Oliver Jackson
Oliver L. Jackson, Tapestry No. 1, 2011, Mixed media on linen, 80 x 107 1/2 in.

Fort Phooey: Wiley in the Studio

Gallery 1

William T. Wiley (American, born 1937), Eerie Grotto? Okini, 1982, color block print on rag paper, 20 7/8 x 27 3/8 inches, Montgomery Museum of Fine Arts, Montgomery, Alabama, Association Purchase, 1999.6

August 20 – October 31, 2021

Step inside the studio of the late William T. Wiley. Fort Phooey: Wiley in the Studio recreates the sights and sounds of his iconic studio—a meeting place for generations of Bay Area artists—combining over fifty original works from di Rosa’s collection with archival objects on loan from the artist’s estate. The “Fort Phooey” part of the exhibition title is taken from a little-known work in the di Rosa collection titled “Fort Phooey Mandala.” Wiley created the mandala as a meditative exercise in his studio, and he also referred to his studio as “Fort Phooey.”

Wiley’s Marin County studio was perhaps his greatest work of art. Densely layered with words, images and objects that meandered into his work and back out again, it was nothing less than an immersive assemblage. “Being in the studio was like entering into a Wiley artwork,” explains curator Kate Eilertsen. “The effect could be dizzying. Every surface was covered with scrawled wordplay, found objects and other elements of his distinctive visual vocabulary.”

Inviting visitors into Wiley’s studio, the exhibition draws attention to the legacy of his artistic practice. “Wiley’s studio practice—rooted in Zen mysticism and an ethos of open-ended play—was imitated by artists ranging from Bruce Nauman to Deborah Butterfield,” states Eilertsen. “To understand his profound impact, it is necessary to grapple with the legacy of his practice as well as the work itself.”

The exhibition is both immersive and participatory, and will include such details as Wiley’s final painting he was working on at the time of his death earlier this year; his workbench; photographs of him with friends and family; works by artists who influenced Wiley’s work including Wally Hedrick; musical instruments he encouraged visitors to play when they visited; National Public Radio (NPR) live via radio; and objects such as chalkboards and dunce caps that often appeared in his two-dimensional and three-dimensional work. Visitors will be prompted to create their own artworks and add them to a community wall inside the exhibition space.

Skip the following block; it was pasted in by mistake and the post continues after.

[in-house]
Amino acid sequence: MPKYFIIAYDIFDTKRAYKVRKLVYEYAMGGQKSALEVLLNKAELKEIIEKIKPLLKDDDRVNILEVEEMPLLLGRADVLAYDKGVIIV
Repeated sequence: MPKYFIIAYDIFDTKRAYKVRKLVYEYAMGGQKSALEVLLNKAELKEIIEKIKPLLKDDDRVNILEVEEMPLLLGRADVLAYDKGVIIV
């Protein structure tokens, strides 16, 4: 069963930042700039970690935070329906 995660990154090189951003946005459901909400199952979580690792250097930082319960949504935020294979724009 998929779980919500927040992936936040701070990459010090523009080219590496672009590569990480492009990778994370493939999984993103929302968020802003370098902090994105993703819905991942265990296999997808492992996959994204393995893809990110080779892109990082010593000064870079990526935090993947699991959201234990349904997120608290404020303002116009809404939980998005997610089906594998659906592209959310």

Related Events

Member’s Reception on August 20, 4:30-6:30 PM

Making Art with Everyone / Haciendo arte con todos on September 25 and October 23

Why is it called Fort Phooey?

“Fort Phooey” is taken from a little-known work in the di Rosa collection titled “Fort Phooey Mandala.” Wiley created the mandala as a meditative exercise in his studio, and he also referred to his studio as “Fort Phooey.”

Anything with a Hole is also a Bead (Erik Scollon)

Gallery 1

March 11 - July 3, 2022

A committed educator, Scollon is an Associate Professor and Chair of the First Year CORE Studio Program at California College of the Arts. Moving between ‘sculpture’ and ‘ceramics,’ functional objects and aesthetically autonomous objects, social engagement and recorded performances, he investigates issues of education, access, taste, class, gender, and queerness.

About the artist

Born in Rochester, Michigan, he received his BFA from Albion College, and an MFA in Ceramics along with an MA in Visual and Critical Studies, both from California College of the Arts. His work has been seen at museums, galleries, craft fairs, design blogs and gay biker bars. He is represented by Romer Young Gallery and he currently lives and works in San Francisco, California.